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The Moment

fall sunset.jpg

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It’s Friday. Well, okay, it’s actually Wednesday. But tomorrow is Thanksgiving and it’s the end of the work week after 5:00 p.m. today.

So much to say. Jonathon’s getting more opportunities to make money. He will start teaching, a master’s degree course, on December 3. He also proofread a an algebra textbook and made some bank there. He’s really taking off. God is so good.

I worked for Microsoft last week, taking notes at the fall PAC. It went well, if a little long. Ended up with 105 pages. I wrote a novel, folks. Not a good novel, but a novel. Over 40,000 words. Wow. Crazy.

We headed home a day early. Thursday morning, we packed up. I got settled in to work at the dining room table. Suddenly, I had company.

“Mom, can I sit here?” Ruby looked at me. She wanted to draw at the table.

“Sure,” I thought. But I wondered if I could keep concentrating with someone else sharing the space.

“Mom, I’m gonna make a beat,” Zac announced. He set up camp at the table, too. He opened his laptop and laid out his mini keyboard and speakers. He flipped on the fake fire and started sampling melodies. Aloud.

Alrighty then. How would THIS work? With all those pages to edit, I wondered if I’d be able to focus. I had already done the autocorrects for the partner comments and a little of the overall spell check.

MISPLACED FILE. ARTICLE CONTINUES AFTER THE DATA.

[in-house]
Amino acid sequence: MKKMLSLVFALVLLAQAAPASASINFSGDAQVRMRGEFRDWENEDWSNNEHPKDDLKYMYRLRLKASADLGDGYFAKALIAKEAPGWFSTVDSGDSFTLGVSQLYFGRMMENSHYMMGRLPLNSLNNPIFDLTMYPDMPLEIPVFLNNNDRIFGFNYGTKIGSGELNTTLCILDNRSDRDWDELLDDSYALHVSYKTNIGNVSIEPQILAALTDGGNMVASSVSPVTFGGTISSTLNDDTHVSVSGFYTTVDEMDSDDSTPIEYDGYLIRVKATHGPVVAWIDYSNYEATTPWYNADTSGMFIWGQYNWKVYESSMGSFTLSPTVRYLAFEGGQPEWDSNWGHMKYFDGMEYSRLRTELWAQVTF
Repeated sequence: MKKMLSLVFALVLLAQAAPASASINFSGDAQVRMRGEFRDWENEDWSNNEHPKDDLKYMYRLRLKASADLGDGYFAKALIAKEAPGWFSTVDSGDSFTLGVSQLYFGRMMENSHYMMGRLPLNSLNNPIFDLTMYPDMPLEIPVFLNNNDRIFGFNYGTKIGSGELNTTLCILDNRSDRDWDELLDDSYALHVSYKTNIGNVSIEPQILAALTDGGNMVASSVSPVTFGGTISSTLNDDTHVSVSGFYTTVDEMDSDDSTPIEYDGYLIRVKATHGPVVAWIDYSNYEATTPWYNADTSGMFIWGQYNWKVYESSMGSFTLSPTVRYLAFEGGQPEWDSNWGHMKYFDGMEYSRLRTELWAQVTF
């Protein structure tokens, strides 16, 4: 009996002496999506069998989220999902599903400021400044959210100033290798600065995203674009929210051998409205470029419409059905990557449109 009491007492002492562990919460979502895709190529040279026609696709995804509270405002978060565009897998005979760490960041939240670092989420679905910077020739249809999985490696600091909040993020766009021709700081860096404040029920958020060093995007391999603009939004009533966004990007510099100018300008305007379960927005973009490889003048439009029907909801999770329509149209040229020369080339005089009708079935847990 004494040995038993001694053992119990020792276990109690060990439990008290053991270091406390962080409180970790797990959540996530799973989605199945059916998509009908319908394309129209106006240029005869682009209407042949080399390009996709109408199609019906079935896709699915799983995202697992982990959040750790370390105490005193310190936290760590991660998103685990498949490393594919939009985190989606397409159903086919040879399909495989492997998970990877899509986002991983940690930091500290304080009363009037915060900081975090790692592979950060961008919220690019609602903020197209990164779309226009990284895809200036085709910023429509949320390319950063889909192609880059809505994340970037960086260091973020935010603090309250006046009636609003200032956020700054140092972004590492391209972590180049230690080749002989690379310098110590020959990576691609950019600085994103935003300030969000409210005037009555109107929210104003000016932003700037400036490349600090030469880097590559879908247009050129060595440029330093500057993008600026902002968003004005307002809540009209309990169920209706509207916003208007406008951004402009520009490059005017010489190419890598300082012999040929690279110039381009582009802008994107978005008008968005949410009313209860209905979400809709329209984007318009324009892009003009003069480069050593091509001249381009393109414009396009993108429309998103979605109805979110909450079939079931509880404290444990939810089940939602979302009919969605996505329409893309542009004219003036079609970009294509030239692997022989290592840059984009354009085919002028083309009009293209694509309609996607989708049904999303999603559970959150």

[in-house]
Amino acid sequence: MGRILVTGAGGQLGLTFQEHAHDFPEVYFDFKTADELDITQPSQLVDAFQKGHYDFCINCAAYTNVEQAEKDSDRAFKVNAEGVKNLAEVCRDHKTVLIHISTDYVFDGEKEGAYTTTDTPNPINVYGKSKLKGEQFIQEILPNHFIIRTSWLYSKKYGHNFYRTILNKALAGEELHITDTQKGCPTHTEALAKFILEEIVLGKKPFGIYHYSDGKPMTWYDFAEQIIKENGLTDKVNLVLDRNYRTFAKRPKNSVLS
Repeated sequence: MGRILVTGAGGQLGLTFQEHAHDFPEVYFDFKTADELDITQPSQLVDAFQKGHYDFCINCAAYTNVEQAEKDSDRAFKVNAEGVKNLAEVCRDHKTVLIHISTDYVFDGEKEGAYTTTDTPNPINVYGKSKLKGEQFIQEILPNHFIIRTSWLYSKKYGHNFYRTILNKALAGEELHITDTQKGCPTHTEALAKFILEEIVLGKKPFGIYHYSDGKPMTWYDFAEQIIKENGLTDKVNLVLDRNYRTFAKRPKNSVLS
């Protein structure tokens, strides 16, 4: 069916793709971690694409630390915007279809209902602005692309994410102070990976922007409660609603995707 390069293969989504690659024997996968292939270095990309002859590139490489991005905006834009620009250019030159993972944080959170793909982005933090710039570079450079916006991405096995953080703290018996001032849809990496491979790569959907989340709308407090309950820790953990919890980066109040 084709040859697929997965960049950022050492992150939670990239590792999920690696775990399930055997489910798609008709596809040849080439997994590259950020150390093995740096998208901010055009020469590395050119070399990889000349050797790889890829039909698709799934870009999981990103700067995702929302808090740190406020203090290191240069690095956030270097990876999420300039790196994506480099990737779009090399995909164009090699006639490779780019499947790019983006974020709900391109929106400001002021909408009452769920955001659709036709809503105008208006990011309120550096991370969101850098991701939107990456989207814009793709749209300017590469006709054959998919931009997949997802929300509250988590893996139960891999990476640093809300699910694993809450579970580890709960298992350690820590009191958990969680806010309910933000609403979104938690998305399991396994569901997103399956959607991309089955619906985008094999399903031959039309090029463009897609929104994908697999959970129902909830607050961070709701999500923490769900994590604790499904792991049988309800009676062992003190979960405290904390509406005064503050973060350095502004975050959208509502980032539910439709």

I sighed inwardly. Then I got down to it.

“Mom, what do you think of this?” Zac played a melody in a minor key. It sounded like an old player piano.

“Creepy,” I offered. I continued fixing all the contractions that looked like don’t’. You can run a macro for that. Huzzah.

I hummed along. Rex sauntered in and lay down by the fire. I knew it wouldn’t take long. He loves to be warm. Dakota started barking. She could see me through the rotunda’s glass door. I let her in. She trotted into the dining room. Rex hissed at her but didn’t move. Dakota sighed and laid herself down on the other side of me. I should have taken roll call.

I peeked over at Ruby’s drawing. She was coloring in the dress on a little girl she had drawn. Pink. Nice.
“Looks good, Ruby,” I said.

She smiled.

A peace washed over me. The fire sparkled. The kids chatted back and forth, ribbing each other. Rex passed out. Dakota wandered in and out, sniffing each of us, looking for treats.

It felt magical. Could I someday have a telecommuting job? I soaked up every minute of it. (Yes, I finished the editing.) I know how rare these moments are. With Thanksgiving tomorrow, I just wanted to say how thankful I am for this life, for now. We can’t relive moments. We can only live in them.

 

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